Bright Eyes played the Palladium outdoors – 7/30

The reactivated Bright Eyes made their long-delayed way to Worcester last weekend with support from Lucy Dacus.

“Gotta keep on going like it ain’t the end,” go the opening lyrics to the opening song of this rescheduled, pandemic-altered Bright Eyes tour multiple years in the making. It feels safe to say that Conor Oberst and company didn’t envision the rollout for their big comeback record – last summer’s Down in the Weeds, Where the World Once Was – playing out quite like it did, but like a lot of music released during quarantine, it unwittingly took on a certain fatalistic resonance that carries through to these uncertain times of reopening.

Oberst indeed danced and sang his way through “Dance and Sing,” sporting his finest piano man tie and exuding a frontman theatricality largely absent from his past several years of acoustic troubadourism and co-bandleading with Phoebe Bridgers. It was a fitting introduction to a night both emotional and loopy, featuring a range of classic Bright Eyes tunes, running gags about aging, diversions about the state of punk rock and a miniature orchestra.

Oberst had expressed some trepidation about this summer’s shows happening at all in interviews, as well as the challenges of re-learning his own verbose back catalog and coping with the emotional terror of a year in isolation. The Worcester date was just the fourth proper show Bright Eyes have played in approximately a decade, and while Oberst has kept busy in the interim, there were certainly signs of rust in more than a few lyrics flubbed or glossed over entirely. Never amidst the shakiness though did Oberst ever come across as phoning it in. The set was committed, spirited, passionate, cracks in the veneer and all. Credit is due to the crowd too, who enthusiastically filled in the gaps without judgement or a second thought as longtime bandmates Nate Walcott and Mike Mogis, bolstered by auxiliary membership and the aforementioned orchestra, steered the characteristically rich arrangements.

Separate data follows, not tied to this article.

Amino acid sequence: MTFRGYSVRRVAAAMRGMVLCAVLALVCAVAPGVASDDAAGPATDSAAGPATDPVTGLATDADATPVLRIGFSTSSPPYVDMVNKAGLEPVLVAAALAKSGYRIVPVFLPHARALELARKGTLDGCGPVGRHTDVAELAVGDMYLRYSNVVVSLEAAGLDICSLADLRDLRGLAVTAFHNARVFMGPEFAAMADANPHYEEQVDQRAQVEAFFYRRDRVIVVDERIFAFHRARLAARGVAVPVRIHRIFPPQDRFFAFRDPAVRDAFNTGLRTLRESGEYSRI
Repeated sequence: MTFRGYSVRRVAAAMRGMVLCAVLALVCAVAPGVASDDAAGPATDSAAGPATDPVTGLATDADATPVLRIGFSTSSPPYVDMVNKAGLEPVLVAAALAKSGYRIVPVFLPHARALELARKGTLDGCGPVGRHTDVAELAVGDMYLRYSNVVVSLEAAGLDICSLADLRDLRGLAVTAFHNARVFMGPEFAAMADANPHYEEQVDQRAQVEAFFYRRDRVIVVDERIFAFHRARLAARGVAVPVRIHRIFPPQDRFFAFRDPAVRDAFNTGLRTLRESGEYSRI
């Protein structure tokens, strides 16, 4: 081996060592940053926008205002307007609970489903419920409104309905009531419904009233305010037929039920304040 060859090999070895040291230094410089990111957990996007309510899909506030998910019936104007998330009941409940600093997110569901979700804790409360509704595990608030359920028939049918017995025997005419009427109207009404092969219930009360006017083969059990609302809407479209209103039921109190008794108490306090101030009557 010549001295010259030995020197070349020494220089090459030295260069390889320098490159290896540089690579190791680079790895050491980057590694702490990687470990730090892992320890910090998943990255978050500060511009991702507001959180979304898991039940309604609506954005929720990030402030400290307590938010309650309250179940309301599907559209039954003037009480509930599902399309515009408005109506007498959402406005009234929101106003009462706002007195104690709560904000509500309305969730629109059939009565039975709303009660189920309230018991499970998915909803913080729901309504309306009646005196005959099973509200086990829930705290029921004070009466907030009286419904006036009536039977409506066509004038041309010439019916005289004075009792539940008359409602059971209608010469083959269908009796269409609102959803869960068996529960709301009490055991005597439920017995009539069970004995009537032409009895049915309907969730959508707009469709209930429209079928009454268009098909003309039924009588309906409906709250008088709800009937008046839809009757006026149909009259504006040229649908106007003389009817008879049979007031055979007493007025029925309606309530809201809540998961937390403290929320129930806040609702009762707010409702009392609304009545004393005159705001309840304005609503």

The night was ultimately one abundant in both joy and uncertainty, coming on the heels of Bright Eyes themselves postponing upcoming indoor dates amid rising COVID case levels. Being in a sizable crowd, even in the spacious outdoor confines of the Palladium parking lot, felt more than a little unnerving. We all hope things will come under control to the degree that shows safely go on and another lockdown evades us, but truly, who knows what happens next here. For the moment, we had this show – Oberst going through it as we’re all going through it, me tearing up during “Bowl of Oranges,” Gansetts running $11 a piece, the iconic Worcester smily face looking down on us from a massive brick wall mural. It felt like a perfect gig for its time and place.

Check out a gallery of Bright Eyes and Lucy Dacus, who played a lovely and enthusiastically-received opening set, below.